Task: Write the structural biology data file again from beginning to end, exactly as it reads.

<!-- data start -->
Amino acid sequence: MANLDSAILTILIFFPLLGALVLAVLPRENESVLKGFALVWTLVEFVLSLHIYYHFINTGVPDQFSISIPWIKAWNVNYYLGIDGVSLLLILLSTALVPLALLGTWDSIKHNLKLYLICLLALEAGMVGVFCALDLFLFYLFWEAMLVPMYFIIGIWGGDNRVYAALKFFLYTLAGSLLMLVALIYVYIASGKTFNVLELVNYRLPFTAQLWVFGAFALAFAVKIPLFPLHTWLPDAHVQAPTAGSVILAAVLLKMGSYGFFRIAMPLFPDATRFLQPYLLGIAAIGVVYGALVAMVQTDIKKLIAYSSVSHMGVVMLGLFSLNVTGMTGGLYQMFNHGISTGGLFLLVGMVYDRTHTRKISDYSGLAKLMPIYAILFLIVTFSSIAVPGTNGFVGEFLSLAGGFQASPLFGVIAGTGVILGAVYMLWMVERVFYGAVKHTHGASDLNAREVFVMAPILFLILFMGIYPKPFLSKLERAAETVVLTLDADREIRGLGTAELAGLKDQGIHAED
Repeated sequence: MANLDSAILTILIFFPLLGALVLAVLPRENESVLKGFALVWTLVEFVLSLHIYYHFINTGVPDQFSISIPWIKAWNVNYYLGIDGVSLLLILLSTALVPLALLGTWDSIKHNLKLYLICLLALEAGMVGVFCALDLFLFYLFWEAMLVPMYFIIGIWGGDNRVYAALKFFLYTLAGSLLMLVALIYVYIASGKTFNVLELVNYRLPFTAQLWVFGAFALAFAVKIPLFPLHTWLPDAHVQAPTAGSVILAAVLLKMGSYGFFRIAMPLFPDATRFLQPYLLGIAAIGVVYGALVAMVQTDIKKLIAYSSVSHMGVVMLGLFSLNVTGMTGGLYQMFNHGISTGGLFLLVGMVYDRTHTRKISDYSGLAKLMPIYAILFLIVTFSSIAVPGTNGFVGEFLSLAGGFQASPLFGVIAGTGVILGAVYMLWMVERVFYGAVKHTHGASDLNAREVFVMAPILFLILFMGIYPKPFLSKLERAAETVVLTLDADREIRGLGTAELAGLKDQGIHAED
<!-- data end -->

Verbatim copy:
Amino acid sequence: MANLDSAILTILIFFPLLGALVLAVLPRENESVLKGFALVWTLVEFVLSLHIYYHFINTGVPDQFSISIPWIKAWNVNYYLGIDGVSLLLILLSTALVPLALLGTWDSIKHNLKLYLICLLALEAGMVGVFCALDLFLFYLFWEAMLVPMYFIIGIWGGDNRVYAALKFFLYTLAGSLLMLVALIYVYIASGKTFNVLELVNYRLPFTAQLWVFGAFALAFAVKIPLFPLHTWLPDAHVQAPTAGSVILAAVLLKMGSYGFFRIAMPLFPDATRFLQPYLLGIAAIGVVYGALVAMVQTDIKKLIAYSSVSHMGVVMLGLFSLNVTGMTGGLYQMFNHGISTGGLFLLVGMVYDRTHTRKISDYSGLAKLMPIYAILFLIVTFSSIAVPGTNGFVGEFLSLAGGFQASPLFGVIAGTGVILGAVYMLWMVERVFYGAVKHTHGASDLNAREVFVMAPILFLILFMGIYPKPFLSKLERAAETVVLTLDADREIRGLGTAELAGLKDQGIHAED
Repeated sequence: MANLDSAILTILIFFPLLGALVLAVLPRENESVLKGFALVWTLVEFVLSLHIYYHFINTGVPDQFSISIPWIKAWNVNYYLGIDGVSLLLILLSTALVPLALLGTWDSIKHNLKLYLICLLALEAGMVGVFCALDLFLFYLFWEAMLVPMYFIIGIWGGDNRVYAALKFFLYTLAGSLLMLVALIYVYIASGKTFNVLELVNYRLPFTAQLWVFGAFALAFAVKIPLFPLHTWLPDAHVQAPTAGSVILAAVLLKMGSYGFFRIAMPLFPDATRFLQPYLLGIAAIGVVYGALVAMVQTDIKKLIAYSSVSHMGVVMLGLFSLNVTGMTGGLYQMFNHGISTGGLFLLVGMVYDRTHTRKISDYSGLAKLMPIYAILFLIVTFSSIAVPGTNGFVGEFLSLAGGFQASPLFGVIAGTGVILGAVYMLWMVERVFYGAVKHTHGASDLNAREVFVMAPILFLILFMGIYPKPFLSKLERAAETVVLTLDADREIRGLGTAELAGLKDQGIHAED